I come from a long background of theater and stage work. But recently, I knew I wanted to shift gears and move into the world of film. One would think there are many similarities between these two arms of the entertainment world, but there are numerous differences as well. In theater, you rehearse and rehearse in order to get everything to come together and flow in this non-stopping fake reality that we create in front of the eyes of an audience. For a good 2-3 hours, you are immersed in that world. For film, you plan and plan to make sure you cross every 't' and dot every 'i' so that you can come together on set, work moments out of order, create magic that is fleeting and then the moment is gone as quickly as you started. Some may find my comparison trite, but it's sort of apples and oranges.
Sure, I was able to bring my background to this new platform - but boy did I learn much along the way. I assembled an amazing team combined of people that have been doing it forever along with those that (like me) came from theater or were completely new to the experience. What we were able to accomplish in just two days was (if I can be so bold to say) so inspiring and gave me a new appreciation for so many people involved in film.
Here are just a few things I'll take with me from this experience:
1) From now on, I'll never look at credits of the cinematographer the same way ever again. You need one that has the eye of an artist, the patience of Job, and can fulfill a director's vision while bringing his own into play. Jeff Turick was all of that and SO much more. He brought an incredible professional team to our project and I am forever grateful.
2) Make sure you choose an AD that has been doing this for years, can answer your question before you ask it, and has a voice that can be heard down the street. I had that ten fold.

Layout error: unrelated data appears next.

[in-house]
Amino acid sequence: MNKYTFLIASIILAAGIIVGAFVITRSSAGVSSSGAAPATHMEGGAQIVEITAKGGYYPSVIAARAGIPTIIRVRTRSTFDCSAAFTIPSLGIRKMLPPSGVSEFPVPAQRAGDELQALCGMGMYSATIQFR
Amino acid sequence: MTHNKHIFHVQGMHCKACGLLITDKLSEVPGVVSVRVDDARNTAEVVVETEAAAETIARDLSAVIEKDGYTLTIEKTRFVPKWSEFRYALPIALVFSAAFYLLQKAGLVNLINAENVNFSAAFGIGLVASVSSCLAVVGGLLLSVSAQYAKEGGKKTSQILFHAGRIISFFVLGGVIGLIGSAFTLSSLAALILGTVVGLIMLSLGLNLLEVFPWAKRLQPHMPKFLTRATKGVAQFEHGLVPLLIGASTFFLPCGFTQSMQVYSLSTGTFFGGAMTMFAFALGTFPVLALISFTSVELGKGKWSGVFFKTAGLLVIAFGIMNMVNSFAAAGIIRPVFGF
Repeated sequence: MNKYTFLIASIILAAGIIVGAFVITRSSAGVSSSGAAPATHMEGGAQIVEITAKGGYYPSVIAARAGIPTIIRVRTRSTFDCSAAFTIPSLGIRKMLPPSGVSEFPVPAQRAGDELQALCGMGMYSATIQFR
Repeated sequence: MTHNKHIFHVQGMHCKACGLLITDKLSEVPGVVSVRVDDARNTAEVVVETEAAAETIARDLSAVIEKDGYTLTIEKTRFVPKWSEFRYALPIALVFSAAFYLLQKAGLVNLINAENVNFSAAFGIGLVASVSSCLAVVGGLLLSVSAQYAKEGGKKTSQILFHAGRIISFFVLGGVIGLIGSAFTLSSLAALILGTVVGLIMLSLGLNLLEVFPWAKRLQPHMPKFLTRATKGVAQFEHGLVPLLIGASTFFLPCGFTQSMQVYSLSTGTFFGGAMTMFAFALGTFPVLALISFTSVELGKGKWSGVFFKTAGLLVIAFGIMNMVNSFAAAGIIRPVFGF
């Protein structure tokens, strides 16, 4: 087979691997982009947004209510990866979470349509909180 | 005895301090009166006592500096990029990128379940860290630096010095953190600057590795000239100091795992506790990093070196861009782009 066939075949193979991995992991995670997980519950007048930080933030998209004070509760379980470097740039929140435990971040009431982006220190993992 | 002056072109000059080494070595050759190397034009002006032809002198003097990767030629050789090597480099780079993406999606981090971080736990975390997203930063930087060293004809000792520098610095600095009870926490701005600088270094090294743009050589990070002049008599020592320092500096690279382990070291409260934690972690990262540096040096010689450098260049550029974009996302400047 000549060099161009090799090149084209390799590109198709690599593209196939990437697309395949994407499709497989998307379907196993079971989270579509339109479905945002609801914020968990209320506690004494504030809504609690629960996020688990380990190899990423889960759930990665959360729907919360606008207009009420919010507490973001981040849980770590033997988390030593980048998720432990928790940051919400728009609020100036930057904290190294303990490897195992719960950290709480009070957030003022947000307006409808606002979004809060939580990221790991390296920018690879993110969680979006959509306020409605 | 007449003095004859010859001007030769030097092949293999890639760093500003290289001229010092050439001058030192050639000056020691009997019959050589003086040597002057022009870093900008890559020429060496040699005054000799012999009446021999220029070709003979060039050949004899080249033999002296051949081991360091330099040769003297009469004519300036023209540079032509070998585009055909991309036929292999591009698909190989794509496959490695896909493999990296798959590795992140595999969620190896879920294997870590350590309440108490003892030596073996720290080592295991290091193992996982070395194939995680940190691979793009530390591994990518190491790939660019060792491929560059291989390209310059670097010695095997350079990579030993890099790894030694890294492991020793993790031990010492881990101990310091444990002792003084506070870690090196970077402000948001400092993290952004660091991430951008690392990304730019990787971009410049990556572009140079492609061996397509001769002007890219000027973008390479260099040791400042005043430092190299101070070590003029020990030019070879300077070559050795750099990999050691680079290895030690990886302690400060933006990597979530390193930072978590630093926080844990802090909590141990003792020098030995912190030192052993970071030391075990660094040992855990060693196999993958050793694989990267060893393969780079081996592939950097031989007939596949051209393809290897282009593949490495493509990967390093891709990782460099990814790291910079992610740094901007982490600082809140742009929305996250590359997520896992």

3) When looking for your designers, you want those that are confident in their abilities, but also not afraid to shift gears if you ask them. A production designer that thinks of so much more than simply set design; instead thinks of everything that is happening around the production on set. Costume, makeup, and hair pros that work as a well-oiled machine not only doing amazing work, but getting those actors to set on time. I think I was spoiled my first time out of the gate.
4) There can never be too many people willing to be production assistants on set. Those extra hands can come from producers who (like you) want to see the most amazing work accomplished (and to stay on schedule); high school filmmakers who long to make this a career and will give their all to assist in any way they can; the people who own the home you have invaded as your location; or even the photographer who changes hats depending on what he is needed to do. Not a single complaint was heard from the awesome people we had filling those spots this weekend.
5) Never underestimate the power of food on a set and how it can aid in a pleasant atmosphere - keeping everyone motivated. Lucky am I to have had Craft Services that took us from breakfast to dinner and everything in between! Sweets, healthy food, hot meals…and not one Pizza in sight!
I'm thrilled to be a part of this industry and to continue learning all that I can. Moving from production to post-production brings on so many new challenges and adventures. And naturally - more money is needed to continue to work towards completion (so yes, a crowd sourcing project is in our future). I will continue to work hard, learn much, and realize that I don't know it all: but it sure is fun to be 45 and still gaining new knowledge.